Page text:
Mr Shivshankar T: Yes, I allow and encourage my patients to include spices. The thing that we have to understand here is the way they should use these spices. Our kitchen spices, like turmeric, peppers, etc. have anti-cancer properties but we use it in the wrong way. These can harm you if your diet is deficient in fibres. And all these phytonutrients work in harmony. So, if you use only one kind of phytonutrient, then it is not going to benefit you in a wholesome way. There are more than 500 types of phytonutrients and you can easily and cheaply find them in your kitchen itself. We need to understand how to correctly use these so that it benefits our health. For example, I ask my patients to take half of the onion-garlic paste that they were going to use for the curry and sauté it in whichever way they like, and then put the rest just before consumption. In doing so, there will definitely be some flavour there that they may not like, but it is important to do so. This is because the way we sauté this paste actually ensures that the phytonutrients in it get completely destroyed.

What would be your general diet recommendation for cancer patients?

Mr Shivshankar T: Although the diet that we prescribe is based on several factors including the type of cancer they have and the type of treatment they are receiving. In general, the diet should consist of good protein. It should not contain simple carbohydrates and inflammatory proteins. However, the diet advice needs to be altered for every patient according to the requirements of their body.

Can alkaline water prevent cancer?

Dr Manish Singhal: This entire fiasco started with the book called ‘The pH Miracle’. It was based on cell line work, and they showed that when you grow cancer cell lines, the cancer cells grow less in alkaline media. This led to an American author writing this book, in which he promoted that alkaline food and water can treat cancer. This is how this concept came into being. This author was later sued in an American court who then had to serve three years in jail and pay compensation. This is because one of the patients who started an alkaline diet and stopped their oncological treatment suffered and died. The family of the deceased then took legal action against the author.

You have to understand here that our pH is tightly regulated between 7.35 and 7.45 by the kidney. No matter how much alkaline water you drink or the diet you consume, you cannot change the pH value of the blood. There is no way that the alkaline water or food is going to reach the cancerous cells in the body. It is unfortunate that a lot of celebrities are promoting this theory. It is a myth.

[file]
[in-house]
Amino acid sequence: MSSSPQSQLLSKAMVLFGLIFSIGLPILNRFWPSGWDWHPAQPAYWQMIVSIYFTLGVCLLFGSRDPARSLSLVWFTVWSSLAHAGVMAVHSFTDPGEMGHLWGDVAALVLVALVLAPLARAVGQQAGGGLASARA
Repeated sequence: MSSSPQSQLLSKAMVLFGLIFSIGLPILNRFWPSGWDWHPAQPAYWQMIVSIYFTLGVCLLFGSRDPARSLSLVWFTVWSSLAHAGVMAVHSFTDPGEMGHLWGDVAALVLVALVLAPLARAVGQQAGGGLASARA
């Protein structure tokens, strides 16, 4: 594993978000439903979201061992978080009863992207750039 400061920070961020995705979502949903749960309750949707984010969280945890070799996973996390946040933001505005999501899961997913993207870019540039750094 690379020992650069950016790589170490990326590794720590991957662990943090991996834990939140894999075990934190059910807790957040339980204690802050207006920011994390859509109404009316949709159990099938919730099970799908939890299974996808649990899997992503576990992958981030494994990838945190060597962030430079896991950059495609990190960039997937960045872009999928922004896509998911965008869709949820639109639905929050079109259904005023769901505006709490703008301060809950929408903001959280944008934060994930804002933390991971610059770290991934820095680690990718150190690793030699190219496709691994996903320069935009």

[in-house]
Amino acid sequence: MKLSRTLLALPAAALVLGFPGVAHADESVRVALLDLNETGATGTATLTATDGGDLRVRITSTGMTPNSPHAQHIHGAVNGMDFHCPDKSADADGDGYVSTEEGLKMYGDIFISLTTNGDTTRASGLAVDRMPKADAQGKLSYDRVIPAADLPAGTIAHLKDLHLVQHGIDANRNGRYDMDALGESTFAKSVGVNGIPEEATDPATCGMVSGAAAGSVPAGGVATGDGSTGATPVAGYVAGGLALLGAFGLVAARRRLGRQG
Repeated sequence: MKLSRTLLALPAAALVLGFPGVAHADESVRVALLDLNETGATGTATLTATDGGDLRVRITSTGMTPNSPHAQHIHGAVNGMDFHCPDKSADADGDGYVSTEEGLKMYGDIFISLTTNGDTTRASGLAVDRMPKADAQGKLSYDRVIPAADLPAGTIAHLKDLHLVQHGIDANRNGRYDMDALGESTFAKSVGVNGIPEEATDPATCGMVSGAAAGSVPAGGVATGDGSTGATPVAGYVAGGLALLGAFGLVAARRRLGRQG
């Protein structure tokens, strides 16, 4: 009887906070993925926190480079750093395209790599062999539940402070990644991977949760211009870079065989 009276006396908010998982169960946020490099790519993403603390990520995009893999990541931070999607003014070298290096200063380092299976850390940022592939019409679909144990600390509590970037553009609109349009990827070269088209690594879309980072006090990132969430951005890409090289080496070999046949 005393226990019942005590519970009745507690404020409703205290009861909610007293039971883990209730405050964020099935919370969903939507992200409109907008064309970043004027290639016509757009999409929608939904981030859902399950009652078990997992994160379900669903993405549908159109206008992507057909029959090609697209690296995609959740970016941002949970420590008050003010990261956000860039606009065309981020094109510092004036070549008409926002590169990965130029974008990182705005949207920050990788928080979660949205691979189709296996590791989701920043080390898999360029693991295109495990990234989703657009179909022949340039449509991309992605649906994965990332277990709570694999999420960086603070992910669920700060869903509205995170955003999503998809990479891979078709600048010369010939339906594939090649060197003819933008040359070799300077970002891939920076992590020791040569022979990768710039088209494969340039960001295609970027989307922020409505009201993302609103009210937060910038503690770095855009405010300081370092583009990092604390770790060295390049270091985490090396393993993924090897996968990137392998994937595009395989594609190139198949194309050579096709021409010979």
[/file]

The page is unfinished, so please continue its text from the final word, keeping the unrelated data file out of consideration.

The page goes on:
What is your take on sugar intake by cancer patients?

Mr Shivshankar T: Firstly, sugar does not have any secondary nutrients. Secondly, it has only harmful carbohydrates. Thirdly, it is an inflammatory nutrient. I do not recommend sugar to cancer patients as cancer is an inflammatory disease, and therefore, such nutrients will be harmful to the patients. Currently, Omega-3 fatty acids are proving to be effective because they lower inflammation. So, if we include Omega-3 fatty acids in a cancer patient’s diet to decrease inflammation, letting them include sugar in their diet would be detrimental to the process. However, by restriction of sugar intake, I mean restricting the intake in excessive amounts. You can consume about 5-10 grams of sugar per day. But consuming sugar more than that will impact your treatment and recovery from cancer. Giving a free hand to the patient to consume as much sugar as they want is wrong. This is because it will limit their protein intake. A high recurrence rate has been observed in patients who consume food with a high glycemic index as compared to those who don’t. 

Nevertheless, there are some patients, where I give patients some liberty with food. These include palliative patients, very aged patients, and/or anorexic patients.

What would be your take-home message for the viewers Dr Singhal?

Dr Manish Singhal: My message to everyone is simply that everything in moderation is fine. You should not do things in excess. There is a saying in Hindi, “Ati ka bhala na bolna ati ki bhali na choop, ati ka bhala na barasna ati ki bhali na dhoop”. Moderation is the way of life and should be your mantra.

Q: What would be your message to the viewers Mr Shivshankar?

Shivshankar T: I would suggest that cancer patients follow the Mediterranean diet. It has been proven and is accepted worldwide.